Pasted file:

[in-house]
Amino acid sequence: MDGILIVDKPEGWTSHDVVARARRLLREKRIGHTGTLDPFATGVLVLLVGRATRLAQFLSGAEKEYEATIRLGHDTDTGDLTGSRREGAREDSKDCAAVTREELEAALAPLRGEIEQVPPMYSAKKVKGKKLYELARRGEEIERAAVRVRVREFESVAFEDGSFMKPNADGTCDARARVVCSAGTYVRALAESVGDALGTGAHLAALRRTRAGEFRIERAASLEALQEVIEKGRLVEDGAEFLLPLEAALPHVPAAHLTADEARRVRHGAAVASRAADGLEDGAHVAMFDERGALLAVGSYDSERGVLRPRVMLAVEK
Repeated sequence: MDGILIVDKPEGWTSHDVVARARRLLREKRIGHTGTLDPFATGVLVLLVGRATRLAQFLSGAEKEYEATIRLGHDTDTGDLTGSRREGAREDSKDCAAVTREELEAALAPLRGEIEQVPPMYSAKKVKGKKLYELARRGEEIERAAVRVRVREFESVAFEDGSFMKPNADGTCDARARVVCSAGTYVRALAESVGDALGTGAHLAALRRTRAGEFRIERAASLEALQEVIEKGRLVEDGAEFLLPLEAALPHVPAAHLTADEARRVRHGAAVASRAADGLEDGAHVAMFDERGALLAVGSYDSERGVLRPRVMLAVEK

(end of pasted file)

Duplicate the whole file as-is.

[in-house]
Amino acid sequence: MDGILIVDKPEGWTSHDVVARARRLLREKRIGHTGTLDPFATGVLVLLVGRATRLAQFLSGAEKEYEATIRLGHDTDTGDLTGSRREGAREDSKDCAAVTREELEAALAPLRGEIEQVPPMYSAKKVKGKKLYELARRGEEIERAAVRVRVREFESVAFEDGSFMKPNADGTCDARARVVCSAGTYVRALAESVGDALGTGAHLAALRRTRAGEFRIERAASLEALQEVIEKGRLVEDGAEFLLPLEAALPHVPAAHLTADEARRVRHGAAVASRAADGLEDGAHVAMFDERGALLAVGSYDSERGVLRPRVMLAVEK
Repeated sequence: MDGILIVDKPEGWTSHDVVARARRLLREKRIGHTGTLDPFATGVLVLLVGRATRLAQFLSGAEKEYEATIRLGHDTDTGDLTGSRREGAREDSKDCAAVTREELEAALAPLRGEIEQVPPMYSAKKVKGKKLYELARRGEEIERAAVRVRVREFESVAFEDGSFMKPNADGTCDARARVVCSAGTYVRALAESVGDALGTGAHLAALRRTRAGEFRIERAASLEALQEVIEKGRLVEDGAEFLLPLEAALPHVPAAHLTADEARRVRHGAAVASRAADGLEDGAHVAMFDERGALLAVGSYDSERGVLRPRVMLAVEK